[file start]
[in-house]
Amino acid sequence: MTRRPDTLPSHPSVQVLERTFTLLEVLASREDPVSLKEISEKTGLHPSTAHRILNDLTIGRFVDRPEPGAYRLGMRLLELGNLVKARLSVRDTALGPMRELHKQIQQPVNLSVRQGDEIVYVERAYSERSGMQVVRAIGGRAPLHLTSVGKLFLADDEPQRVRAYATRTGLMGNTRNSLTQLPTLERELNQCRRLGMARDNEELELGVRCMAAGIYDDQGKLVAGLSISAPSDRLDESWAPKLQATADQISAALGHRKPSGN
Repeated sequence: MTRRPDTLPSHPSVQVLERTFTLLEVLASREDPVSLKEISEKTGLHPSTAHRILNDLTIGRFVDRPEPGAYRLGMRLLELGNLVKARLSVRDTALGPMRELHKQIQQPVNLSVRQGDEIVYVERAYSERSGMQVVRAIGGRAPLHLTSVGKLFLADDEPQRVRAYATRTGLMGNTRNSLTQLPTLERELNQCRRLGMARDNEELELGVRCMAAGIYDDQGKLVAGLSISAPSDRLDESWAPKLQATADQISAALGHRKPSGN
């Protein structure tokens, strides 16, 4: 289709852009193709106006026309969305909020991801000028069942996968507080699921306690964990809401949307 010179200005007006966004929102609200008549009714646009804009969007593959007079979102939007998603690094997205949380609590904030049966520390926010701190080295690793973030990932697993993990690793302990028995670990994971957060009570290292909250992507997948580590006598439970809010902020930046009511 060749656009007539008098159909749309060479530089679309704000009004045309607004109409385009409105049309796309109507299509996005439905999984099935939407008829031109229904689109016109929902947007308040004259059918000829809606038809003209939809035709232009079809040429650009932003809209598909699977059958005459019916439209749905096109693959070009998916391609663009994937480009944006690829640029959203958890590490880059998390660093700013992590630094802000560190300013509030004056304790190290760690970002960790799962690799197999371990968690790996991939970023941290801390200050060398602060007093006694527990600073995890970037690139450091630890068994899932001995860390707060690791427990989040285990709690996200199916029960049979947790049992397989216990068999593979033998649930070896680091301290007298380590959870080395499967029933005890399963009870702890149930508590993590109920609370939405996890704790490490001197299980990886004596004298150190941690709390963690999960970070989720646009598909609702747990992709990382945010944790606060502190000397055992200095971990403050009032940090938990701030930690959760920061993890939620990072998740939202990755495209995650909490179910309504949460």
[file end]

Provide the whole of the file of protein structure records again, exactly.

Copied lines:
[in-house]
Amino acid sequence: MTRRPDTLPSHPSVQVLERTFTLLEVLASREDPVSLKEISEKTGLHPSTAHRILNDLTIGRFVDRPEPGAYRLGMRLLELGNLVKARLSVRDTALGPMRELHKQIQQPVNLSVRQGDEIVYVERAYSERSGMQVVRAIGGRAPLHLTSVGKLFLADDEPQRVRAYATRTGLMGNTRNSLTQLPTLERELNQCRRLGMARDNEELELGVRCMAAGIYDDQGKLVAGLSISAPSDRLDESWAPKLQATADQISAALGHRKPSGN
Repeated sequence: MTRRPDTLPSHPSVQVLERTFTLLEVLASREDPVSLKEISEKTGLHPSTAHRILNDLTIGRFVDRPEPGAYRLGMRLLELGNLVKARLSVRDTALGPMRELHKQIQQPVNLSVRQGDEIVYVERAYSERSGMQVVRAIGGRAPLHLTSVGKLFLADDEPQRVRAYATRTGLMGNTRNSLTQLPTLERELNQCRRLGMARDNEELELGVRCMAAGIYDDQGKLVAGLSISAPSDRLDESWAPKLQATADQISAALGHRKPSGN
């Protein structure tokens, strides 16, 4: 289709852009193709106006026309969305909020991801000028069942996968507080699921306690964990809401949307 010179200005007006966004929102609200008549009714646009804009969007593959007079979102939007998603690094997205949380609590904030049966520390926010701190080295690793973030990932697993993990690793302990028995670990994971957060009570290292909250992507997948580590006598439970809010902020930046009511 060749656009007539008098159909749309060479530089679309704000009004045309607004109409385009409105049309796309109507299509996005439905999984099935939407008829031109229904689109016109929902947007308040004259059918000829809606038809003209939809035709232009079809040429650009932003809209598909699977059958005459019916439209749905096109693959070009998916391609663009994937480009944006690829640029959203958890590490880059998390660093700013992590630094802000560190300013509030004056304790190290760690970002960790799962690799197999371990968690790996991939970023941290801390200050060398602060007093006694527990600073995890970037690139450091630890068994899932001995860390707060690791427990989040285990709690996200199916029960049979947790049992397989216990068999593979033998649930070896680091301290007298380590959870080395499967029933005890399963009870702890149930508590993590109920609370939405996890704790490490001197299980990886004596004298150190941690709390963690999960970070989720646009598909609702747990992709990382945010944790606060502190000397055992200095971990403050009032940090938990701030930690959760920061993890939620990072998740939202990755495209995650909490179910309504949460």